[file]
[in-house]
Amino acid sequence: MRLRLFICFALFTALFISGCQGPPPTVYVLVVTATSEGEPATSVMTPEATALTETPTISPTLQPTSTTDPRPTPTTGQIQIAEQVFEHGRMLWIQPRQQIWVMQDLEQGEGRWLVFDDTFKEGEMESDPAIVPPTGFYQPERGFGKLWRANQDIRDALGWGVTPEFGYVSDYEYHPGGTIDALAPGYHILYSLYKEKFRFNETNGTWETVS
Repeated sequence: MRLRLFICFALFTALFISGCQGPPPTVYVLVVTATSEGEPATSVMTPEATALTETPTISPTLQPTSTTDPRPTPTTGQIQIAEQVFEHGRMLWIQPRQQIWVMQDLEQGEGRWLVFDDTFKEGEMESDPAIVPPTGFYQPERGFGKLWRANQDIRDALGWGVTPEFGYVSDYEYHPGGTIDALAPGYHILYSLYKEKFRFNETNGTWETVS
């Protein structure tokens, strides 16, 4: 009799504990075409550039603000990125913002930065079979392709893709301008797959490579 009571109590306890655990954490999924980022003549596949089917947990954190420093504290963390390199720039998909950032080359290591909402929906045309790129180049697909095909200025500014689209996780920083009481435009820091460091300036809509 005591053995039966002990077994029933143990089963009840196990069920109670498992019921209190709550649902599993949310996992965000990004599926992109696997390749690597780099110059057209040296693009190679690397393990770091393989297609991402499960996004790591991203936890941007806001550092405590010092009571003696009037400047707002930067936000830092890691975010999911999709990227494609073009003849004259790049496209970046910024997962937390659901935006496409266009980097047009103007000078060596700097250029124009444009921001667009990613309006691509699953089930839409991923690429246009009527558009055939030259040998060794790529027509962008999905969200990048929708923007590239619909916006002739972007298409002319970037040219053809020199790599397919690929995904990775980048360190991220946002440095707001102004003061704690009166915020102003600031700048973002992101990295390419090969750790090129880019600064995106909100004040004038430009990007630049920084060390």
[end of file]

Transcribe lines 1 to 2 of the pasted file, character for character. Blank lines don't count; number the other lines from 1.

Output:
[in-house]
Amino acid sequence: MRLRLFICFALFTALFISGCQGPPPTVYVLVVTATSEGEPATSVMTPEATALTETPTISPTLQPTSTTDPRPTPTTGQIQIAEQVFEHGRMLWIQPRQQIWVMQDLEQGEGRWLVFDDTFKEGEMESDPAIVPPTGFYQPERGFGKLWRANQDIRDALGWGVTPEFGYVSDYEYHPGGTIDALAPGYHILYSLYKEKFRFNETNGTWETVS